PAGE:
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Earnings Recap: Union Pacific Corporation (UNP) Stands Out

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The country’s major railroad companies recently came out with their 4th quarter and 2012 full year earnings. The amount of exposure to the weak coal markets helped discern the winners and losers among the rail companies. Low supplies of corn negatively affected agricultural revenue throughout the industry. Housing helped drive industrial product revenues, and oil demand continues to drive chemical freight. Overall, the western railroads won out in 2012:

Consolidated 2012 figures
Norfolk Southern Corp. (NYSE:NSC)

(East)

CSX Corporation (NYSE:CSX)

(East)

Kansas City Southern (NYSE:KSU)

(Midwest)

Union Pacific Corporation (NYSE:UNP)

(West)

Yearly revenue growth (1%) 0.1% 7% 7%
Yearly operating income growth (3%) 1% 17% 18%
Operating ratio 72% 71% 68% 68%
Yearly net income growth (9%) 2% 15% 20%
Yearly operating cash flow growth (5%) (16%) 6% 5%
Yearly free cash flow growth (12%) (45%) (3%) (8%)
P/E ratio 13 12 28 16
Dividend growth 28% 20% 100% 29%
Dividend to free cash flow payout 61% 71% 58% 45%

Source: Compiled from SEC documents

Consolidated look

In the table above, Union Pacific and Kansas City Southern increased their revenue the most and possess the highest levels of efficiency.  Kansas City Southern and Union Pacific lead the way on operating cash flow growth increasing 6% and 5% respectively.  Union Pacific and Kansas City Southern also paid out the least amount of free cash flow in dividends further highlighting cash prudence.

Segmented look

1.) Coal – Weaknesses in the coal market put a dent in the revenue of every railroad discussed here. In the table above, the biggest 2012 losers, Norfolk Southern and CSX, experienced a 1% decline and a 0.1% increase respectively in revenue. The coal segment as a percentage of total revenue for Norfolk Southern and CSX clocks in at 26% and 27% respectively.

At the same time, the biggest winners garnered the least amount of revenue from coal. Kansas City Southern and Union Pacific increased 2012 overall revenue 7% (consolidated table above). Percentages of 2012 revenue from coal for Union Pacific and Kansas City Southern came in at 20% and 11% respectively.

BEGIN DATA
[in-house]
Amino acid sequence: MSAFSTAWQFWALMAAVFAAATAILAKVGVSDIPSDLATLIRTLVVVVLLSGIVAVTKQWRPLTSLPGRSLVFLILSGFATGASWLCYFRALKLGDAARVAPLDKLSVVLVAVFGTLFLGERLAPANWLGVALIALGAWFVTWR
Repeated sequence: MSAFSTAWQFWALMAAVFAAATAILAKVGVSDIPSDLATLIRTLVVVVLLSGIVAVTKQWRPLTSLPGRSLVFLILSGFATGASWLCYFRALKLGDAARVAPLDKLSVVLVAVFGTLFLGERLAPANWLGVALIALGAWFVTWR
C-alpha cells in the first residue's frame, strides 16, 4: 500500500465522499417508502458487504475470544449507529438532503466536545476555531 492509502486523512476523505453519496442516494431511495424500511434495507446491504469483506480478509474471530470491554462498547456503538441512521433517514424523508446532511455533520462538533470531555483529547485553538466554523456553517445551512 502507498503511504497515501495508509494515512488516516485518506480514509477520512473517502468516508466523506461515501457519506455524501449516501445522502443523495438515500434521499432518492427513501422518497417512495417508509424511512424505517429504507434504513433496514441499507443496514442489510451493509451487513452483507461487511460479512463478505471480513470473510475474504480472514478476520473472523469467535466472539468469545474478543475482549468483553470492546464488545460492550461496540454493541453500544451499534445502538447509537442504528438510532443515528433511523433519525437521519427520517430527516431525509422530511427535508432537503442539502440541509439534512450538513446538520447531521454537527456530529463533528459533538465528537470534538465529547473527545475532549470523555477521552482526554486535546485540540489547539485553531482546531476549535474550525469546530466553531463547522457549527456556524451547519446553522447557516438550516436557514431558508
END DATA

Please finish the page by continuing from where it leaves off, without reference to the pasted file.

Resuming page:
Coal segment revenue change for 2012
Norfolk Southern

(East)

CSX

(East)

Kansas City Southern

(Midwest)

Union Pacific

(West)

Coal (17%) (14%) (13%) (4%)

Source: Compiled from SEC documents

Union Pacific’s coal revenues declined 4% representing the lowest decrease of the four railroad companies discussed (see table above). The increase in western coal freight revenue served as a buffer to its decline.

Natural gas prices remain low which means electric utilities will continue to give preference to it over coal, specifically central Appalachian coal. Even if natural gas prices rise, utilities may operate under a contract to utilize natural gas for some time, so the lag may last a while before the switch back to coal can happen. In essence, the coal segment will remain under pressure for some time.



US Natural Gas Wellhead Price data by YCharts

2.) Agriculture – Low corn supplies stemming from last year’s drought provided a boon to the American farmer and fertilizer companies such as Potash Corp./Saskatchewan (NYSE:POT) and Intrepid Potash, Inc. (NYSE:IPI); however, it hurt agricultural railroad freight with fewer crops to haul.

The railroad companies operating in the predominantly agricultural midwest and western states experienced the largest loss in agricultural revenue. Kansas City Southern, which operates predominantly in the Midwest, experienced a 3% drop in agricultural freight revenue. Union Pacific, a mostly western railroader, experienced a 1% decrease in the segment.

Agricultural segment revenue change for 2012
Norfolk Southern

(East)

CSX

(East)

Kansas City Southern

(Midwest)

Union Pacific

(West)

Agricultural 0.5%* (0.5%) (3%) (1%)

*Includes agriculture/consumer/government
Source: Compiled from SEC Documents

Members of the farming community anticipate a number of new growers next season. In the absence of drought conditions a higher supply of corn and other crops will boost this segment.

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